Megan Abbott’s new psychological suspense novel, You Will Know Me, opens to a party drifting tipsily into the night: parents drinking, sneaking cigarettes, and dancing with each other’s spouses; teenage girls sipping their first rum punch and gossiping; and grade-schoolers stuffing themselves on frozen bananas and video games. They are gathered to celebrate teen gymnast Devon Knox and her first regional championship. Devon’s mother, Katie, “would come to think of that night as the key to everything that came after, the secret code. But at the time, it was just another party, a celebration like dozens of others, all to honor their exceptional fifteen-year-old daughter.”
A few months later, one of the party-goers is killed in a hit-and-run accident while walking alone at night under ambiguous circumstances, a tragedy that causes Katie’s sense of normalcy to peel away in layers. “If she ever had to talk about it, which she never would, Katie would have to go back, back years before it happened,” Abbott writes. “Back before Devon was born, when there were only two Knoxes, neither of whom knew a tuck from a salto or what you called that glossy egg-shaped platform in the center of the room, the vault that would change their lives.”
Freewheeling party girl Katie first met handsome Eric when she sold him cotton candy at the Kiwanis fair sixteen years earlier. Within a few months she was pregnant with Devon and hastily—but happily—married. A few years later, Drew came along. A serious and uncomplaining boy, Drew spends hours a day with his mother in the bleachers at Devon’s gymnastics practice. The Knoxes’ days are a fuzz of highly choreographed bustle, Devon’s extraordinary talent the sun of her family’s frenetic solar system.
Katie believes Devon’s career as an Olympic-track gymnast was portended in utero: “Kicking with such vigor that, one night, Katie woke to a popping sound and, breathless, keeled over in pain. Eric stared helplessly as her stomach seemed to spasm with alien horrors. What was inside her? they wondered, her rib poking over her sternum, dislocated while she slept. It was no alien, but it was something extraordinary. It was Devon, a marvel, a girl wonder, a prodigy, a star. Devon, kicking her way out. Out, out, out. And they had made her. And, in some ways, she had made them.”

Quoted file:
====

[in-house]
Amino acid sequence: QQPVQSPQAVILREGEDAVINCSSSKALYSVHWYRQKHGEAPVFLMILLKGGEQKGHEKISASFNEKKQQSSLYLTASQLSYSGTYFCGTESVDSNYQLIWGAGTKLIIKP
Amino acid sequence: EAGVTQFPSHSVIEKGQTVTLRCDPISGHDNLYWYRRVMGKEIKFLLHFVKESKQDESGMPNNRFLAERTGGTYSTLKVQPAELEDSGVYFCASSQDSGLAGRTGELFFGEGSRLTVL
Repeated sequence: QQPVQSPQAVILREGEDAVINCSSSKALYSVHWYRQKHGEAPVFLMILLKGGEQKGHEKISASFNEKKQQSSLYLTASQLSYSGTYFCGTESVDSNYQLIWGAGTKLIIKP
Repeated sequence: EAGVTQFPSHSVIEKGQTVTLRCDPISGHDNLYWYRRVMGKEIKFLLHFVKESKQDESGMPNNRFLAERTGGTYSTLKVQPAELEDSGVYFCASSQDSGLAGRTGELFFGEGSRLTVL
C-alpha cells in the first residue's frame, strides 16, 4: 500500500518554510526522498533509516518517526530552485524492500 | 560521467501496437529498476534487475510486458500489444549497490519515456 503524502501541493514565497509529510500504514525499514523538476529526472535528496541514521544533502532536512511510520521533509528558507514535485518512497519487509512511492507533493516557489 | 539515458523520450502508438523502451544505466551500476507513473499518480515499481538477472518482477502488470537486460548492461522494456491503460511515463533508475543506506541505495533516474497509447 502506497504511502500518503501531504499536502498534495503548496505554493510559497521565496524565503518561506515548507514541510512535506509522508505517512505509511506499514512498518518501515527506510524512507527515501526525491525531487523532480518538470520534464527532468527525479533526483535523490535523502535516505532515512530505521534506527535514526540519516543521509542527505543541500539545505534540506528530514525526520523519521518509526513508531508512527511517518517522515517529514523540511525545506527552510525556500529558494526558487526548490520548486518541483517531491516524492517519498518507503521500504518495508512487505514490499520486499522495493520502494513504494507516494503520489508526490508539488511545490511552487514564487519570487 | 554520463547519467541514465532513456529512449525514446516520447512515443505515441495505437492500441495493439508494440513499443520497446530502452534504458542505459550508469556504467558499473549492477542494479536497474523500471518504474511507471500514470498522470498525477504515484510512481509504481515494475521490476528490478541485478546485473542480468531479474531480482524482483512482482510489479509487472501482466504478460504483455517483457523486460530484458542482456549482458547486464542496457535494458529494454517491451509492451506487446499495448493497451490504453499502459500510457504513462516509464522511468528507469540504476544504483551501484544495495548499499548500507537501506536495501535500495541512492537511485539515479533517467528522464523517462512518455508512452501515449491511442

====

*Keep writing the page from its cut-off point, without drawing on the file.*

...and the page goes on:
Devon is a member of BelStars gym; under the guidance of the vaunted Teddy Belfour, or Coach T, the gym’s profile and fortunes have risen with Devon’s. The BelStars boosters, a self-contained social scene, are friends and neighbors brought together by the promise of their children’s athletic potential. Because the gym’s success is largely tied to Devon’s achievements, she is in many ways the center of their worlds, as well. The hit-and-run accident creates a grave disruption in their lives, and Katie is thrust into the role of unwilling investigator. What do the strange circumstances of the accident have to do with her family? Much more than she is comfortable with, it turns out. And it becomes increasingly clear that Katie doesn’t know her own daughter—the inscrutable Devon, competition nickname “Ice Eyes”—nearly as well as she thought she did.
You Will Know Me is deliciously creepy in continuously surprising ways. Abbott has a knack for booby-trapping every page with off-putting details that only begin to make sense as more details are revealed. Katie is an unreliable narrator, both too busy and too naïve to probe the darker corners of her family’s lives until the accident knocks them all out of whack. The subtle teasing out of relevant backstory and real-time clues is masterful—the impossible-to-put-down suspense is Abbott at the top of her game.
And the setting—the world of elite youth gymnastics and the off-kilter social and family dynamics it engenders—provides Abbott ample opportunity to explore compelling questions about marriage, parenthood, youth sports, ambition, obsession, and more, and all without losing focus on her urgent narrative.
Through it all, Devon vibrates on her own frequency, one of preternatural focus coupled with a sense of destiny. Watching her perform, Katie is reminded of “that line in that poem, the one she’d read in school, a lifetime ago. Back when life felt so cramped and small, when she never thought anything so grand could ever happen. The force that through the green fuse drives the flower.” The intensity of the mystery that Abbott creates and unpacks in the world of competitive gymnastics flowers to the last pages.
Kathryn Justice Leache is a freelance writer who lives with her family in her hometown of Memphis. Her life among books has included work as a librarian and stints as a bookseller at Square Books in Oxford, Mississippi, and The Booksellers at Laurelwood in Memphis.